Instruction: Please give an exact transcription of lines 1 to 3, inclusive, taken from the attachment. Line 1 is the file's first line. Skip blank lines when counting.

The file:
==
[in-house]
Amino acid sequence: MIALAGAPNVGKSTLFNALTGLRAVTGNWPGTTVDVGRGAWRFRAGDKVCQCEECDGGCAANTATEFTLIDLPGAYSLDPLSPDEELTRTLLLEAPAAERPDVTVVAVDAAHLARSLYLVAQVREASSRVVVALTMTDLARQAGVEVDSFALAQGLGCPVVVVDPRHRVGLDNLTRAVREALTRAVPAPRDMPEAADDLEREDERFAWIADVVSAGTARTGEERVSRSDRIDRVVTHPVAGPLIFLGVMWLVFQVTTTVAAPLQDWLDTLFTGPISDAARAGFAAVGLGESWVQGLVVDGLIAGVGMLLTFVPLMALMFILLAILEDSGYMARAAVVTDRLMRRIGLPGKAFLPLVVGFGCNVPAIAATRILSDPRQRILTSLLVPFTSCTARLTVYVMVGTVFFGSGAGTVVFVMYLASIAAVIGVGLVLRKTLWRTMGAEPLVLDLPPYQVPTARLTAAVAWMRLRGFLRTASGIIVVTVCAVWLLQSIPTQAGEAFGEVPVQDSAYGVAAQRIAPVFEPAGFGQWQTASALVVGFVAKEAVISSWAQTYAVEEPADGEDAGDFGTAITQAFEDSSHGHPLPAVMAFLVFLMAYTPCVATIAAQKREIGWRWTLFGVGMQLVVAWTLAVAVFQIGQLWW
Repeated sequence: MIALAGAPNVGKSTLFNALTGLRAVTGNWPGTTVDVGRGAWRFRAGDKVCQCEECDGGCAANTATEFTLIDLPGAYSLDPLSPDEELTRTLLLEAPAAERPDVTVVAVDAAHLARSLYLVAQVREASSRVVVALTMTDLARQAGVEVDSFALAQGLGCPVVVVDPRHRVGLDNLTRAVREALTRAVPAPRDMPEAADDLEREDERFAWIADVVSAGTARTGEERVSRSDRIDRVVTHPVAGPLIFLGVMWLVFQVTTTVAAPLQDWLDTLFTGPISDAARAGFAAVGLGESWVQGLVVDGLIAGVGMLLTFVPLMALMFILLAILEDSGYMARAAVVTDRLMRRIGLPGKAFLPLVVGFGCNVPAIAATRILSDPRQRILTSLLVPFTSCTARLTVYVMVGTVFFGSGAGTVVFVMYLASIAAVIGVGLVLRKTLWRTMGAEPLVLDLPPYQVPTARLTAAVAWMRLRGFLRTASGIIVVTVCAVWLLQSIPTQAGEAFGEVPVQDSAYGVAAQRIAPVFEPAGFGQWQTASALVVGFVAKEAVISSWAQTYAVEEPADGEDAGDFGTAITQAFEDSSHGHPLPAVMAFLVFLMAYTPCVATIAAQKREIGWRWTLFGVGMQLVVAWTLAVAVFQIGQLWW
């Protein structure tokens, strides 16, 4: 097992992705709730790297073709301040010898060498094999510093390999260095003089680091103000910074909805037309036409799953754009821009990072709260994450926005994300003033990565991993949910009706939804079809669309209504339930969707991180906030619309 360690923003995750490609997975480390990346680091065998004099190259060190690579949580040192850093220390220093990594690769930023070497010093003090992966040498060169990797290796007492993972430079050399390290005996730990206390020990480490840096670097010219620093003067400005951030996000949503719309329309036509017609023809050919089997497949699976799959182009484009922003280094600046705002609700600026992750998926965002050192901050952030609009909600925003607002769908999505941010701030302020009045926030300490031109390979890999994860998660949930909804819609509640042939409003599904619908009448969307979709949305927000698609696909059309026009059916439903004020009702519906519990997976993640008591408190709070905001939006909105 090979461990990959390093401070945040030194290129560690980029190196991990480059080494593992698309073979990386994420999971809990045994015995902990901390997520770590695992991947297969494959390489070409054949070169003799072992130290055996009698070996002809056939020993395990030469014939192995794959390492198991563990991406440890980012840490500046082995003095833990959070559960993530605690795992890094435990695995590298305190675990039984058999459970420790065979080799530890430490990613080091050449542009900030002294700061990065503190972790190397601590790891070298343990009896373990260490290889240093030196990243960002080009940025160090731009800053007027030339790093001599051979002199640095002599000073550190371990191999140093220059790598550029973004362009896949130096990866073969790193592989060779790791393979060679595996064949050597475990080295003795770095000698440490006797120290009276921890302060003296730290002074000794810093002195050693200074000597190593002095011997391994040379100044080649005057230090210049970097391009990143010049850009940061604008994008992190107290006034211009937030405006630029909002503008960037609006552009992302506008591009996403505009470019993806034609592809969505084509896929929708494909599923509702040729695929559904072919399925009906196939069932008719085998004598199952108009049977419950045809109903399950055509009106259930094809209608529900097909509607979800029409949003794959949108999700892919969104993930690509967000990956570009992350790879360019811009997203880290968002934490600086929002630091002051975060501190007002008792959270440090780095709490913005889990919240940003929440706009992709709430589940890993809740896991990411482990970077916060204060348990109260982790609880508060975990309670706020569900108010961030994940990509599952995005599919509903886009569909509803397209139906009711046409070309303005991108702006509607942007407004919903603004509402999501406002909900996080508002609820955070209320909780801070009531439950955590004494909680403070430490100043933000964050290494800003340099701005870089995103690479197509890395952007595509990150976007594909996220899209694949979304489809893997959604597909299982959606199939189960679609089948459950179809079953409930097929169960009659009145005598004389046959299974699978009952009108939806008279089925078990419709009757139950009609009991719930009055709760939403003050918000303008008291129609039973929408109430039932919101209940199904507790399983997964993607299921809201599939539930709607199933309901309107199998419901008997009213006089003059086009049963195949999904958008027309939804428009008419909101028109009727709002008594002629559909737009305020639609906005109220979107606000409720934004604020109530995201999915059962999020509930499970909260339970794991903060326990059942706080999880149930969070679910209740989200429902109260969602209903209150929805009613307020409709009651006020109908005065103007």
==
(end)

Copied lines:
[in-house]
Amino acid sequence: MIALAGAPNVGKSTLFNALTGLRAVTGNWPGTTVDVGRGAWRFRAGDKVCQCEECDGGCAANTATEFTLIDLPGAYSLDPLSPDEELTRTLLLEAPAAERPDVTVVAVDAAHLARSLYLVAQVREASSRVVVALTMTDLARQAGVEVDSFALAQGLGCPVVVVDPRHRVGLDNLTRAVREALTRAVPAPRDMPEAADDLEREDERFAWIADVVSAGTARTGEERVSRSDRIDRVVTHPVAGPLIFLGVMWLVFQVTTTVAAPLQDWLDTLFTGPISDAARAGFAAVGLGESWVQGLVVDGLIAGVGMLLTFVPLMALMFILLAILEDSGYMARAAVVTDRLMRRIGLPGKAFLPLVVGFGCNVPAIAATRILSDPRQRILTSLLVPFTSCTARLTVYVMVGTVFFGSGAGTVVFVMYLASIAAVIGVGLVLRKTLWRTMGAEPLVLDLPPYQVPTARLTAAVAWMRLRGFLRTASGIIVVTVCAVWLLQSIPTQAGEAFGEVPVQDSAYGVAAQRIAPVFEPAGFGQWQTASALVVGFVAKEAVISSWAQTYAVEEPADGEDAGDFGTAITQAFEDSSHGHPLPAVMAFLVFLMAYTPCVATIAAQKREIGWRWTLFGVGMQLVVAWTLAVAVFQIGQLWW
Repeated sequence: MIALAGAPNVGKSTLFNALTGLRAVTGNWPGTTVDVGRGAWRFRAGDKVCQCEECDGGCAANTATEFTLIDLPGAYSLDPLSPDEELTRTLLLEAPAAERPDVTVVAVDAAHLARSLYLVAQVREASSRVVVALTMTDLARQAGVEVDSFALAQGLGCPVVVVDPRHRVGLDNLTRAVREALTRAVPAPRDMPEAADDLEREDERFAWIADVVSAGTARTGEERVSRSDRIDRVVTHPVAGPLIFLGVMWLVFQVTTTVAAPLQDWLDTLFTGPISDAARAGFAAVGLGESWVQGLVVDGLIAGVGMLLTFVPLMALMFILLAILEDSGYMARAAVVTDRLMRRIGLPGKAFLPLVVGFGCNVPAIAATRILSDPRQRILTSLLVPFTSCTARLTVYVMVGTVFFGSGAGTVVFVMYLASIAAVIGVGLVLRKTLWRTMGAEPLVLDLPPYQVPTARLTAAVAWMRLRGFLRTASGIIVVTVCAVWLLQSIPTQAGEAFGEVPVQDSAYGVAAQRIAPVFEPAGFGQWQTASALVVGFVAKEAVISSWAQTYAVEEPADGEDAGDFGTAITQAFEDSSHGHPLPAVMAFLVFLMAYTPCVATIAAQKREIGWRWTLFGVGMQLVVAWTLAVAVFQIGQLWW